Your corporate legacy: Co-workers will decide if it lasts
New research by Assistant Professor of Management and Entrepreneurship Tyler Sabey examines the durability of legacies in technology, policy, and corporate culture.
“You don’t need to be a Steve Jobs or Bill Gates to have an impact and leave a legacy,” says Tyler Sabey, assistant professor of management and entrepreneurship. “Anyone can have a legacy,” he adds, but there’s a catch: The durability of your legacy is entirely out of your hands.
This is true whether you’re a CEO or a low-level manager. “A legacy doesn’t begin until the person behind it is gone,” Sabey explains. “At that point, the legacy is turned over to others.” How they react depends on several factors that Sabey and a team of researchers considered in a recent article.
Legends that may fall
Sabey defines legacy as “the enduring contribution or lasting imprint an individual makes.” This broad definition means legacies don’t originate only in the C-suite and may or may not be felt companywide.
Among things that could be considered legacies are transformational technology that someone champions, a policy or company tradition that shapes corporate culture, and even a great set of processes that simplifies the job for a few people in one work unit.
One legacy Sabey points to is the distribution of office space at Hall Render, the largest health care law firm in the U.S. There, attorney offices are the same size regardless of whether that attorney is a neophyte or a high-level partner.
“The firm's founders believed that everyone is important, so they made every office the same size,” Sabey says. “It’s a tangible symbol of how they run their business to minimize hierarchy.”
It didn’t have to work that way. “Once Mr. Hall and Mr. Render moved on, the next partner could have erased this legacy and said, ‘No way. I want a corner office,’” Sabey notes. Since Hall and Render weren’t around to defend that legacy, it could easily have been discarded.
Sabey and his team would call Hall and Render “legators,” a term for those who start legacies in the first place. Those on the receiving end, the co-workers left after the legator leaves, are called legatees.
Among the factors that impact how legatees carry on a legacy or chuck it, you’ll find feelings of ownership or disownership. Are people emotionally tied to the legacy? Did they contribute to it and feel in a way that it is also theirs? That’s ownership. But what if the legatee feels left out of the legacy creation? What if that legatee disagrees with what was created? That could result in feelings or subconscious disowning of the legacy.
Both ownership and disownership could result in passive or active responses among legatees. “If we are very tied to the legator and want to champion the legacy, then we’re evangelizing and doing what we can do to ensure this legacy endures,” Sabey says. That’s the active approach to ownership, and he says he sees it in how Hall and Render still operate long after the founders were gone.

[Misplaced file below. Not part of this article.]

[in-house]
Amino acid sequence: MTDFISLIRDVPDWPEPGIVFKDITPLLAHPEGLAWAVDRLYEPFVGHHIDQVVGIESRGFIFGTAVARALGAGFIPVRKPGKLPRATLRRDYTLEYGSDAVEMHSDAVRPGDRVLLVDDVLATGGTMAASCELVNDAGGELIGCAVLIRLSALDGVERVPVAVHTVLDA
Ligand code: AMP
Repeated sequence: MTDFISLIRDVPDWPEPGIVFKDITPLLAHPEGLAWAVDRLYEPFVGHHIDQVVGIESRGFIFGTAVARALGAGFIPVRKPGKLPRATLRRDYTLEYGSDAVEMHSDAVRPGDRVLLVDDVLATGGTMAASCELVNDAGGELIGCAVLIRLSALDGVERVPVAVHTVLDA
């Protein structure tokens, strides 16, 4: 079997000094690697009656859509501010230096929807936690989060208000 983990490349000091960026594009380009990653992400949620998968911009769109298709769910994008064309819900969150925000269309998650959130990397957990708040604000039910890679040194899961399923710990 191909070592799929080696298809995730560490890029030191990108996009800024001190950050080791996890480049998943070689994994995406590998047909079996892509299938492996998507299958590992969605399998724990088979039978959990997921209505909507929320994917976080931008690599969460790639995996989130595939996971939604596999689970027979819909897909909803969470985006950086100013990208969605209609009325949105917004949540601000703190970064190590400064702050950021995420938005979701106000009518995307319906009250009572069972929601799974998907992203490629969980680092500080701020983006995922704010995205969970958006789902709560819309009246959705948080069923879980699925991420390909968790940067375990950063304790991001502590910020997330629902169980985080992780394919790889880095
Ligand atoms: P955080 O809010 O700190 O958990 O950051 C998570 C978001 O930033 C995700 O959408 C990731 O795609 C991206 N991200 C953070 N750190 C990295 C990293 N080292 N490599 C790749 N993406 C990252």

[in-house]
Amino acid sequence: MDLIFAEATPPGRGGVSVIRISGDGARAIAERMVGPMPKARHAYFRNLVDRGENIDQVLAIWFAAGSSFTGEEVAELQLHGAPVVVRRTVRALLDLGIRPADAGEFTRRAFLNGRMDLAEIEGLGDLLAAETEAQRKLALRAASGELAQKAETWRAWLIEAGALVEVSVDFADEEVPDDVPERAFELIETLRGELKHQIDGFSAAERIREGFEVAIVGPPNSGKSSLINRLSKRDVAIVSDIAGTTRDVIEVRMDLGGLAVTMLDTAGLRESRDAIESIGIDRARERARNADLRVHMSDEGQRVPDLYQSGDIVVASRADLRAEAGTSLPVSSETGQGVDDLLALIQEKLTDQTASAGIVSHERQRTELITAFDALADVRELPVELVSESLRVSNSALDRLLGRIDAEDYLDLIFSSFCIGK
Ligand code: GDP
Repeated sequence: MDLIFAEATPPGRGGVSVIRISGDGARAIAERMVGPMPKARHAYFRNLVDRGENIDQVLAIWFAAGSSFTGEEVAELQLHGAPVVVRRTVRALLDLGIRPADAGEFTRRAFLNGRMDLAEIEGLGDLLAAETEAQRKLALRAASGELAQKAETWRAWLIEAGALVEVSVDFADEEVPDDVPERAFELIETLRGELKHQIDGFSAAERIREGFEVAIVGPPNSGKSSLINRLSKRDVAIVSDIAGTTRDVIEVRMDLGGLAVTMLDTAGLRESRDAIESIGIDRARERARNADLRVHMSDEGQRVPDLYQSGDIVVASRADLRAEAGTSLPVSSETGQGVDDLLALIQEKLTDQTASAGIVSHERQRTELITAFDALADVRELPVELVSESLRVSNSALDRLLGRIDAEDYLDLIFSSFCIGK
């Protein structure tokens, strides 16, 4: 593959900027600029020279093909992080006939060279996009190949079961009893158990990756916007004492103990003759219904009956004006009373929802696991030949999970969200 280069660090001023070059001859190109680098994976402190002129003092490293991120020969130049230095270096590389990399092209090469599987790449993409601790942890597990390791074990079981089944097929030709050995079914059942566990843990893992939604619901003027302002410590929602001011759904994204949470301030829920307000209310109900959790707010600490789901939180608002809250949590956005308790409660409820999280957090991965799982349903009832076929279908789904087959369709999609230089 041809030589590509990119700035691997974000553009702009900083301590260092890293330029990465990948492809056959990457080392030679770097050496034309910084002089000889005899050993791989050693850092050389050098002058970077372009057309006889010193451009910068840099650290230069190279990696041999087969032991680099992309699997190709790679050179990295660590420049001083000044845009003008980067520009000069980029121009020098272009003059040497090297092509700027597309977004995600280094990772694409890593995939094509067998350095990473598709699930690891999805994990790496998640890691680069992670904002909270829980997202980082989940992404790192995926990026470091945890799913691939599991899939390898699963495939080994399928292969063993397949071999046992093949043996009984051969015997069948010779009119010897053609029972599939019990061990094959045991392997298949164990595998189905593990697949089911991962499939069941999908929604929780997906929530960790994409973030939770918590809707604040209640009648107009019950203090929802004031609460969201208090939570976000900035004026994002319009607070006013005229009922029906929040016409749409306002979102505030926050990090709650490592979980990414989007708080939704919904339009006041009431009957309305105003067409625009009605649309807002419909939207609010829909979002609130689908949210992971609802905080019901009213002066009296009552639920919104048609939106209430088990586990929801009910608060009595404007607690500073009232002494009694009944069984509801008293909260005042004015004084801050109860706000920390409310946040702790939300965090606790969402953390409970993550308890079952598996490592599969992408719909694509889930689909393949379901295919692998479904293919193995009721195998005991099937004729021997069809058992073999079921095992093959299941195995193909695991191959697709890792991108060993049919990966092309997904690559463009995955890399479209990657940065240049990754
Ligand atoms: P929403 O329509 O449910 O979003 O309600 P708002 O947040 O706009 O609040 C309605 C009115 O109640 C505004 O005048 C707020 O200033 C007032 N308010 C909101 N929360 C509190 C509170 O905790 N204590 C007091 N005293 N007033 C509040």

“It’s clear that the attorneys who are now working in this firm know why offices are set up the way they are and who instigated this legacy,” he continues. “It could have gone differently, with everyone having the same size offices but not knowing why. The legacy would remain, but it’s being maintained passively, not evangelized.”
Along with conscious or unconscious feelings of ownership, evangelizing and maintaining legacies occurs when legatees feel strong psychological needs for continuity in the workplace and affinity with the legator.
Life or death
Disowning the legacy has behaviors attached. It might occur actively, where legatees replace what was created with something else or do away with it intentionally. For instance, the researchers note that shifts in leadership often come accompanied by deliberate changes in rituals, company jargon, and other culture builders.
The passive approach to disowning the legacy is letting it fizzle out through neglect. What would that look like? It could allow technology to become outdated; a replacement must be found. It might be letting an archive become so incomplete or hard to navigate that people quit accessing it. Or, it might be skipping a ritual so often that it ceases to be a habit, the researchers note in their paper.
Sabey and the team maintain that neglecting and erasing legacies are ways of demonstrating psychological needs for distinctiveness and efficacy. That is, such behaviors are motivated by the urge to establish differentiation or enhance feelings of competence and control, the researchers say. There may be a rivalry to some degree with the legator involved as well.
Regardless of the motivation, the result is the same for legacies people want to continue or discard. “Once legators leave, they can no longer maintain control of their reputations or contributions and the meaning or significance they have,” Sabey says.
He adds, “So much of the research into legacies is focused on high-level executives, but even an average Joe can have a lasting impact. If people recognized this, we could have a more positive, productive, and effective workforce. We all can leave a legacy. Let’s make it a positive one.”
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